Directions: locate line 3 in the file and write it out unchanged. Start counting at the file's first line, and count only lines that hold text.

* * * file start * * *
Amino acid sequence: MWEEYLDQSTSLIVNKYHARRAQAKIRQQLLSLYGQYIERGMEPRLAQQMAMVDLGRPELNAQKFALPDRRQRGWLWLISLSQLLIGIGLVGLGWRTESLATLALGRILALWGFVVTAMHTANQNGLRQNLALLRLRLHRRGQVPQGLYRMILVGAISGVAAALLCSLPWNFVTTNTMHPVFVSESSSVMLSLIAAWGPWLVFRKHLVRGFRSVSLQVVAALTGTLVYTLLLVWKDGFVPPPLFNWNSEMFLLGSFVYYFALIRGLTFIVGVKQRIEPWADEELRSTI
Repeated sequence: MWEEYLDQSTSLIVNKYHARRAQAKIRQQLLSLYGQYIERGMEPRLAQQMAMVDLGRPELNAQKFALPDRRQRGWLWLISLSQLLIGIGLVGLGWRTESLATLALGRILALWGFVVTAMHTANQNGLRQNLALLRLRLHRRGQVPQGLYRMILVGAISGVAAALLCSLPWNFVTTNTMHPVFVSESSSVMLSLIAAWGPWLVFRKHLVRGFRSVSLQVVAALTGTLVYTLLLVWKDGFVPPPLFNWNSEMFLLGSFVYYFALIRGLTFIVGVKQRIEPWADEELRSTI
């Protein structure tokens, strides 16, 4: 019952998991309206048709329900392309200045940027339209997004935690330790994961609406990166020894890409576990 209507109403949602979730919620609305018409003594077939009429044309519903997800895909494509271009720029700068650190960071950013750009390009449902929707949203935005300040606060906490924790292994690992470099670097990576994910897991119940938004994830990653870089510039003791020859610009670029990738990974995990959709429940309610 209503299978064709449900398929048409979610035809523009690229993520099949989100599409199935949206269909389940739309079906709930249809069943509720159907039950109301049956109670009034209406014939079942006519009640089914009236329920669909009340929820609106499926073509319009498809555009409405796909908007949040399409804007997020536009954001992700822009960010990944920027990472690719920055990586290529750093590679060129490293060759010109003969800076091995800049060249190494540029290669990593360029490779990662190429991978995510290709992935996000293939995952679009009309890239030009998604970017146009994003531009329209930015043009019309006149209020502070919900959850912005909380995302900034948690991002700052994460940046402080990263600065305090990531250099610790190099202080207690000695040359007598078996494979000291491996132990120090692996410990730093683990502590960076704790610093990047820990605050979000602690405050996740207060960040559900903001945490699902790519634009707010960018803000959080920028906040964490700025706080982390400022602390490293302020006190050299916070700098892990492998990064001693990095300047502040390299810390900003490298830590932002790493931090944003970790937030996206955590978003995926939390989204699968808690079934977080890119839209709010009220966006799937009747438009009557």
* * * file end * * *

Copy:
């Protein structure tokens, strides 16, 4: 019952998991309206048709329900392309200045940027339209997004935690330790994961609406990166020894890409576990 209507109403949602979730919620609305018409003594077939009429044309519903997800895909494509271009720029700068650190960071950013750009390009449902929707949203935005300040606060906490924790292994690992470099670097990576994910897991119940938004994830990653870089510039003791020859610009670029990738990974995990959709429940309610 209503299978064709449900398929048409979610035809523009690229993520099949989100599409199935949206269909389940739309079906709930249809069943509720159907039950109301049956109670009034209406014939079942006519009640089914009236329920669909009340929820609106499926073509319009498809555009409405796909908007949040399409804007997020536009954001992700822009960010990944920027990472690719920055990586290529750093590679060129490293060759010109003969800076091995800049060249190494540029290669990593360029490779990662190429991978995510290709992935996000293939995952679009009309890239030009998604970017146009994003531009329209930015043009019309006149209020502070919900959850912005909380995302900034948690991002700052994460940046402080990263600065305090990531250099610790190099202080207690000695040359007598078996494979000291491996132990120090692996410990730093683990502590960076704790610093990047820990605050979000602690405050996740207060960040559900903001945490699902790519634009707010960018803000959080920028906040964490700025706080982390400022602390490293302020006190050299916070700098892990492998990064001693990095300047502040390299810390900003490298830590932002790493931090944003970790937030996206955590978003995926939390989204699968808690079934977080890119839209709010009220966006799937009747438009009557």